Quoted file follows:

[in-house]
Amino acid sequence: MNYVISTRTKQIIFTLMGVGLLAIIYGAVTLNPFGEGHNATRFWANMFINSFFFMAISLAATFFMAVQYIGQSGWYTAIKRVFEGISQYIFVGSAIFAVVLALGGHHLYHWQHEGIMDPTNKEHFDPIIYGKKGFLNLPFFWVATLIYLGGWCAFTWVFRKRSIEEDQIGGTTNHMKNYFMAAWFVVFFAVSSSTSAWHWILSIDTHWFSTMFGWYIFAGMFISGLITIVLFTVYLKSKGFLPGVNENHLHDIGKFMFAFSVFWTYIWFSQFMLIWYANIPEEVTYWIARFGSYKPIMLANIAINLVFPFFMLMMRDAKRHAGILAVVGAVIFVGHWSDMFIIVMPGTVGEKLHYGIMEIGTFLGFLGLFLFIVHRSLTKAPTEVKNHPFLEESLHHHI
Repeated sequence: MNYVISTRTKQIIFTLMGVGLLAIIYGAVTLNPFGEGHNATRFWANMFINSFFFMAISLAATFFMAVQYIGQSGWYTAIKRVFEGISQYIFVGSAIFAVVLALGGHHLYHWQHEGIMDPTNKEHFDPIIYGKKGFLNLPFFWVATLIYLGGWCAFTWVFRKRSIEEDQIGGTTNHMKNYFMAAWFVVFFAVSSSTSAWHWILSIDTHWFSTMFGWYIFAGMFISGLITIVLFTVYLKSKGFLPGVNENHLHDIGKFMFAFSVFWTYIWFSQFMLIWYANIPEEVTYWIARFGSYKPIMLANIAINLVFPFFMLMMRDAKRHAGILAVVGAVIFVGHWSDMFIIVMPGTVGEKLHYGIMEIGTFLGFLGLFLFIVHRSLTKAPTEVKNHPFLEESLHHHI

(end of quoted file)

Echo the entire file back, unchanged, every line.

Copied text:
[in-house]
Amino acid sequence: MNYVISTRTKQIIFTLMGVGLLAIIYGAVTLNPFGEGHNATRFWANMFINSFFFMAISLAATFFMAVQYIGQSGWYTAIKRVFEGISQYIFVGSAIFAVVLALGGHHLYHWQHEGIMDPTNKEHFDPIIYGKKGFLNLPFFWVATLIYLGGWCAFTWVFRKRSIEEDQIGGTTNHMKNYFMAAWFVVFFAVSSSTSAWHWILSIDTHWFSTMFGWYIFAGMFISGLITIVLFTVYLKSKGFLPGVNENHLHDIGKFMFAFSVFWTYIWFSQFMLIWYANIPEEVTYWIARFGSYKPIMLANIAINLVFPFFMLMMRDAKRHAGILAVVGAVIFVGHWSDMFIIVMPGTVGEKLHYGIMEIGTFLGFLGLFLFIVHRSLTKAPTEVKNHPFLEESLHHHI
Repeated sequence: MNYVISTRTKQIIFTLMGVGLLAIIYGAVTLNPFGEGHNATRFWANMFINSFFFMAISLAATFFMAVQYIGQSGWYTAIKRVFEGISQYIFVGSAIFAVVLALGGHHLYHWQHEGIMDPTNKEHFDPIIYGKKGFLNLPFFWVATLIYLGGWCAFTWVFRKRSIEEDQIGGTTNHMKNYFMAAWFVVFFAVSSSTSAWHWILSIDTHWFSTMFGWYIFAGMFISGLITIVLFTVYLKSKGFLPGVNENHLHDIGKFMFAFSVFWTYIWFSQFMLIWYANIPEEVTYWIARFGSYKPIMLANIAINLVFPFFMLMMRDAKRHAGILAVVGAVIFVGHWSDMFIIVMPGTVGEKLHYGIMEIGTFLGFLGLFLFIVHRSLTKAPTEVKNHPFLEESLHHHI